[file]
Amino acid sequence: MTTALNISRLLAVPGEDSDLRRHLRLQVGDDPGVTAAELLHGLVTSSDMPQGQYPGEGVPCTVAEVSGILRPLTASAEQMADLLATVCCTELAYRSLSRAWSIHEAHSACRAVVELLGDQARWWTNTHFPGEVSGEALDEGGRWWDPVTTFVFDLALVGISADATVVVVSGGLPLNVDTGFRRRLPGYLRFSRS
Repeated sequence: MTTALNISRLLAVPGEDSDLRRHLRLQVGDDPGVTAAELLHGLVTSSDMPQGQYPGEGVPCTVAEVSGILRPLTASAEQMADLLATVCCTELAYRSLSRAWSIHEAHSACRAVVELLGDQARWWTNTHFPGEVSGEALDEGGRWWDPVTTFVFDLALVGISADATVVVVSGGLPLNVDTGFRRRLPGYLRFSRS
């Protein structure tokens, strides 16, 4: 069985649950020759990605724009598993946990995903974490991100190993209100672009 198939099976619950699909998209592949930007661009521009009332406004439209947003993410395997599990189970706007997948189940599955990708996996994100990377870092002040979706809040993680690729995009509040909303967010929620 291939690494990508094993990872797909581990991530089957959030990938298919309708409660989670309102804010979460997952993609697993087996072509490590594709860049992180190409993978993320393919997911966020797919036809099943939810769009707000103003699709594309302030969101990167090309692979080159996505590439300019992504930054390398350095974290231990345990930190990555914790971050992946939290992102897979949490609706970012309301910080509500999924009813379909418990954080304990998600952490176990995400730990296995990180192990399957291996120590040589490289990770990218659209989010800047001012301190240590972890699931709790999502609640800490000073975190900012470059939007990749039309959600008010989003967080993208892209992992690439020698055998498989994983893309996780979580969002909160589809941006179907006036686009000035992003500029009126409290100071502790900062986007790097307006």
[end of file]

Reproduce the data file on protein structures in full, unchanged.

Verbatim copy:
Amino acid sequence: MTTALNISRLLAVPGEDSDLRRHLRLQVGDDPGVTAAELLHGLVTSSDMPQGQYPGEGVPCTVAEVSGILRPLTASAEQMADLLATVCCTELAYRSLSRAWSIHEAHSACRAVVELLGDQARWWTNTHFPGEVSGEALDEGGRWWDPVTTFVFDLALVGISADATVVVVSGGLPLNVDTGFRRRLPGYLRFSRS
Repeated sequence: MTTALNISRLLAVPGEDSDLRRHLRLQVGDDPGVTAAELLHGLVTSSDMPQGQYPGEGVPCTVAEVSGILRPLTASAEQMADLLATVCCTELAYRSLSRAWSIHEAHSACRAVVELLGDQARWWTNTHFPGEVSGEALDEGGRWWDPVTTFVFDLALVGISADATVVVVSGGLPLNVDTGFRRRLPGYLRFSRS
């Protein structure tokens, strides 16, 4: 069985649950020759990605724009598993946990995903974490991100190993209100672009 198939099976619950699909998209592949930007661009521009009332406004439209947003993410395997599990189970706007997948189940599955990708996996994100990377870092002040979706809040993680690729995009509040909303967010929620 291939690494990508094993990872797909581990991530089957959030990938298919309708409660989670309102804010979460997952993609697993087996072509490590594709860049992180190409993978993320393919997911966020797919036809099943939810769009707000103003699709594309302030969101990167090309692979080159996505590439300019992504930054390398350095974290231990345990930190990555914790971050992946939290992102897979949490609706970012309301910080509500999924009813379909418990954080304990998600952490176990995400730990296995990180192990399957291996120590040589490289990770990218659209989010800047001012301190240590972890699931709790999502609640800490000073975190900012470059939007990749039309959600008010989003967080993208892209992992690439020698055998498989994983893309996780979580969002909160589809941006179907006036686009000035992003500029009126409290100071502790900062986007790097307006």